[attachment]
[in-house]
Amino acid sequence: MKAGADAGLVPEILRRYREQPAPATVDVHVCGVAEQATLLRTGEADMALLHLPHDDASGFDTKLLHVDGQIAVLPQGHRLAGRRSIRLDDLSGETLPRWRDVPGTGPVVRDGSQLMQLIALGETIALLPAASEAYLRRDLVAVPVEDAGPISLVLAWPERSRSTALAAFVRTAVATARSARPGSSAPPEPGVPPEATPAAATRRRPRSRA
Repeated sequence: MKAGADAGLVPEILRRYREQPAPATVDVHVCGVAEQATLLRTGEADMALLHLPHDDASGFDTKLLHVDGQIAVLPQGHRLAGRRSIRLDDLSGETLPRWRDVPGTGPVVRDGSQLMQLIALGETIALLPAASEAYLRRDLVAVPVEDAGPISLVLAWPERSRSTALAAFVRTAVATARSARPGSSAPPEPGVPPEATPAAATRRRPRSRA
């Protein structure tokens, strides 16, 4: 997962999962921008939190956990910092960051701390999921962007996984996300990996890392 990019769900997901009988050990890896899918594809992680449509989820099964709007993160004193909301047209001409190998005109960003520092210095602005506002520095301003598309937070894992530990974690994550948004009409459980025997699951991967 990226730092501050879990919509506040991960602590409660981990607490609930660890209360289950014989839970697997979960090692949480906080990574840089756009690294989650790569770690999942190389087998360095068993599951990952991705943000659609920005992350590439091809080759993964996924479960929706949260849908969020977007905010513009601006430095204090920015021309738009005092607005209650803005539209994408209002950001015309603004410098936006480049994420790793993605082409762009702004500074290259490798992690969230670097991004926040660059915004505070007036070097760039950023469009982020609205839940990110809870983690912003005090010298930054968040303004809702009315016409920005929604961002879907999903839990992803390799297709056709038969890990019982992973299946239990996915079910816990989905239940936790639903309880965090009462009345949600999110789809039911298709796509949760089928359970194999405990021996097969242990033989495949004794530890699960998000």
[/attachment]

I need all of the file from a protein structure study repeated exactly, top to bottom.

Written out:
[in-house]
Amino acid sequence: MKAGADAGLVPEILRRYREQPAPATVDVHVCGVAEQATLLRTGEADMALLHLPHDDASGFDTKLLHVDGQIAVLPQGHRLAGRRSIRLDDLSGETLPRWRDVPGTGPVVRDGSQLMQLIALGETIALLPAASEAYLRRDLVAVPVEDAGPISLVLAWPERSRSTALAAFVRTAVATARSARPGSSAPPEPGVPPEATPAAATRRRPRSRA
Repeated sequence: MKAGADAGLVPEILRRYREQPAPATVDVHVCGVAEQATLLRTGEADMALLHLPHDDASGFDTKLLHVDGQIAVLPQGHRLAGRRSIRLDDLSGETLPRWRDVPGTGPVVRDGSQLMQLIALGETIALLPAASEAYLRRDLVAVPVEDAGPISLVLAWPERSRSTALAAFVRTAVATARSARPGSSAPPEPGVPPEATPAAATRRRPRSRA
């Protein structure tokens, strides 16, 4: 997962999962921008939190956990910092960051701390999921962007996984996300990996890392 990019769900997901009988050990890896899918594809992680449509989820099964709007993160004193909301047209001409190998005109960003520092210095602005506002520095301003598309937070894992530990974690994550948004009409459980025997699951991967 990226730092501050879990919509506040991960602590409660981990607490609930660890209360289950014989839970697997979960090692949480906080990574840089756009690294989650790569770690999942190389087998360095068993599951990952991705943000659609920005992350590439091809080759993964996924479960929706949260849908969020977007905010513009601006430095204090920015021309738009005092607005209650803005539209994408209002950001015309603004410098936006480049994420790793993605082409762009702004500074290259490798992690969230670097991004926040660059915004505070007036070097760039950023469009982020609205839940990110809870983690912003005090010298930054968040303004809702009315016409920005929604961002879907999903839990992803390799297709056709038969890990019982992973299946239990996915079910816990989905239940936790639903309880965090009462009345949600999110789809039911298709796509949760089928359970194999405990021996097969242990033989495949004794530890699960998000």